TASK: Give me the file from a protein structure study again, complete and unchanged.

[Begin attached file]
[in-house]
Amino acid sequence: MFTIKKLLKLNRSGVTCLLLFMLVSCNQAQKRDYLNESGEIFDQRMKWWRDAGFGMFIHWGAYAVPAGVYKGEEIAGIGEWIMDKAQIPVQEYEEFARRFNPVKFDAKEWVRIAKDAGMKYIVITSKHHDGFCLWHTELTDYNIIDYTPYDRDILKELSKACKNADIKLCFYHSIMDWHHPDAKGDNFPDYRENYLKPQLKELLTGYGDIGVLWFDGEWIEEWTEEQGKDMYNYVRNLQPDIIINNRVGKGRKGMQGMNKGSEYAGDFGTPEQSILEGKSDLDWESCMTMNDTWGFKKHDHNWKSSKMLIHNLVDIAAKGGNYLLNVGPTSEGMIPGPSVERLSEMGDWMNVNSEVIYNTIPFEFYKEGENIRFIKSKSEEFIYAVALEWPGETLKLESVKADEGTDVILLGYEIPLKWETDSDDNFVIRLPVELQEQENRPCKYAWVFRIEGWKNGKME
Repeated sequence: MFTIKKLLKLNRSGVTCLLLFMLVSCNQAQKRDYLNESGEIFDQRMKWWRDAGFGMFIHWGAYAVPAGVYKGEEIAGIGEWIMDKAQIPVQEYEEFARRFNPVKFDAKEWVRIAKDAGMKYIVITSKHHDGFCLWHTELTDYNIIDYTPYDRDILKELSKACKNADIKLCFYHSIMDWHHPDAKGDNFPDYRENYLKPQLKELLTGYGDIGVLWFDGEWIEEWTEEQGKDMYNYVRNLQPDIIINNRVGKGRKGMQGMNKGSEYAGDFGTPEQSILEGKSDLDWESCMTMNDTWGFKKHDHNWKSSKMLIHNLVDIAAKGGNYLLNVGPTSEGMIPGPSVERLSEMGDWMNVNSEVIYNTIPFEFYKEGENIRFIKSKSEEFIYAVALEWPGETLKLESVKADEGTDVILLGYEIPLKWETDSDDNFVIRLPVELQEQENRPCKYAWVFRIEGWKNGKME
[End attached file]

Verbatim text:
[in-house]
Amino acid sequence: MFTIKKLLKLNRSGVTCLLLFMLVSCNQAQKRDYLNESGEIFDQRMKWWRDAGFGMFIHWGAYAVPAGVYKGEEIAGIGEWIMDKAQIPVQEYEEFARRFNPVKFDAKEWVRIAKDAGMKYIVITSKHHDGFCLWHTELTDYNIIDYTPYDRDILKELSKACKNADIKLCFYHSIMDWHHPDAKGDNFPDYRENYLKPQLKELLTGYGDIGVLWFDGEWIEEWTEEQGKDMYNYVRNLQPDIIINNRVGKGRKGMQGMNKGSEYAGDFGTPEQSILEGKSDLDWESCMTMNDTWGFKKHDHNWKSSKMLIHNLVDIAAKGGNYLLNVGPTSEGMIPGPSVERLSEMGDWMNVNSEVIYNTIPFEFYKEGENIRFIKSKSEEFIYAVALEWPGETLKLESVKADEGTDVILLGYEIPLKWETDSDDNFVIRLPVELQEQENRPCKYAWVFRIEGWKNGKME
Repeated sequence: MFTIKKLLKLNRSGVTCLLLFMLVSCNQAQKRDYLNESGEIFDQRMKWWRDAGFGMFIHWGAYAVPAGVYKGEEIAGIGEWIMDKAQIPVQEYEEFARRFNPVKFDAKEWVRIAKDAGMKYIVITSKHHDGFCLWHTELTDYNIIDYTPYDRDILKELSKACKNADIKLCFYHSIMDWHHPDAKGDNFPDYRENYLKPQLKELLTGYGDIGVLWFDGEWIEEWTEEQGKDMYNYVRNLQPDIIINNRVGKGRKGMQGMNKGSEYAGDFGTPEQSILEGKSDLDWESCMTMNDTWGFKKHDHNWKSSKMLIHNLVDIAAKGGNYLLNVGPTSEGMIPGPSVERLSEMGDWMNVNSEVIYNTIPFEFYKEGENIRFIKSKSEEFIYAVALEWPGETLKLESVKADEGTDVILLGYEIPLKWETDSDDNFVIRLPVELQEQENRPCKYAWVFRIEGWKNGKME